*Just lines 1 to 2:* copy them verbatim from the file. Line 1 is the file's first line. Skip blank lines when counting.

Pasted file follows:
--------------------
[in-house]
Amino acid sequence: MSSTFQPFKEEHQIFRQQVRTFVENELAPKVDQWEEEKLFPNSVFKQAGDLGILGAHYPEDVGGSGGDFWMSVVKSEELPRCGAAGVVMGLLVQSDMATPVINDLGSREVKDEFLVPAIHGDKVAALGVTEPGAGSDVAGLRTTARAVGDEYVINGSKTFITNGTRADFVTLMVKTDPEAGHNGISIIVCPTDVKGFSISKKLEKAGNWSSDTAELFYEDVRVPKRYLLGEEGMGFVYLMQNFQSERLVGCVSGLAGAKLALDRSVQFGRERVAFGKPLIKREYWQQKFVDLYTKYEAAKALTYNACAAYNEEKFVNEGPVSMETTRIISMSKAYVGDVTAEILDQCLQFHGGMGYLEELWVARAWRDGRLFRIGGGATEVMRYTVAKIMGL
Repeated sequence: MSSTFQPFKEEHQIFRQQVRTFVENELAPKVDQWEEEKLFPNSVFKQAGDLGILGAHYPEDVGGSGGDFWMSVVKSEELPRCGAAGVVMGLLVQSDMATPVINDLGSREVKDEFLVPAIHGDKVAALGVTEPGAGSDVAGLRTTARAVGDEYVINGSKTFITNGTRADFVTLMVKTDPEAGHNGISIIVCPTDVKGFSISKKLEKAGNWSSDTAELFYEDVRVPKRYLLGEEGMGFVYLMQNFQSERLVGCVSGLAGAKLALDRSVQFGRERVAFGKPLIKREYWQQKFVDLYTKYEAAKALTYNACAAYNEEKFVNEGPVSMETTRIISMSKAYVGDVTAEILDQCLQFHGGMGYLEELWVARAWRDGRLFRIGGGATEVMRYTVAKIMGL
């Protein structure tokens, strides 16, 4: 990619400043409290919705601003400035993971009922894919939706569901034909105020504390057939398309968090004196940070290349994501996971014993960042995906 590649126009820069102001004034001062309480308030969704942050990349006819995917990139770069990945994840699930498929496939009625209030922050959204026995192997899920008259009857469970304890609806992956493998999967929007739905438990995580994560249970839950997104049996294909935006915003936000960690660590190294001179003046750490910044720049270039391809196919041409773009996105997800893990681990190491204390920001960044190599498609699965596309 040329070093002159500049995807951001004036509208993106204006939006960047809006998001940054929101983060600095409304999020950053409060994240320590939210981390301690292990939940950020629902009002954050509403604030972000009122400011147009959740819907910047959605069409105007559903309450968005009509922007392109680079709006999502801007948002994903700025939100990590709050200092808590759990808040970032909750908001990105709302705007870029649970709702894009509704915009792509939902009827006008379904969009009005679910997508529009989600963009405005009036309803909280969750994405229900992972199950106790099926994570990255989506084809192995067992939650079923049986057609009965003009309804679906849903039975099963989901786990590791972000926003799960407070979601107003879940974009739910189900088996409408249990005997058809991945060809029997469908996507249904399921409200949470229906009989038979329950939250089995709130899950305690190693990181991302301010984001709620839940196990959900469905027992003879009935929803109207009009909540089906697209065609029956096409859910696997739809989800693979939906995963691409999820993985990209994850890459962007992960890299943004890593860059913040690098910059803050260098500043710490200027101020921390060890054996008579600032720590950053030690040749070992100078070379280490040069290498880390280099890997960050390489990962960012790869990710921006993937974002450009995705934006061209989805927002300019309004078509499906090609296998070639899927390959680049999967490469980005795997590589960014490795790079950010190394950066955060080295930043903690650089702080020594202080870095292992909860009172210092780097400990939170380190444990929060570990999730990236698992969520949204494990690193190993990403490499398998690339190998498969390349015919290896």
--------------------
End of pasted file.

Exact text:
[in-house]
Amino acid sequence: MSSTFQPFKEEHQIFRQQVRTFVENELAPKVDQWEEEKLFPNSVFKQAGDLGILGAHYPEDVGGSGGDFWMSVVKSEELPRCGAAGVVMGLLVQSDMATPVINDLGSREVKDEFLVPAIHGDKVAALGVTEPGAGSDVAGLRTTARAVGDEYVINGSKTFITNGTRADFVTLMVKTDPEAGHNGISIIVCPTDVKGFSISKKLEKAGNWSSDTAELFYEDVRVPKRYLLGEEGMGFVYLMQNFQSERLVGCVSGLAGAKLALDRSVQFGRERVAFGKPLIKREYWQQKFVDLYTKYEAAKALTYNACAAYNEEKFVNEGPVSMETTRIISMSKAYVGDVTAEILDQCLQFHGGMGYLEELWVARAWRDGRLFRIGGGATEVMRYTVAKIMGL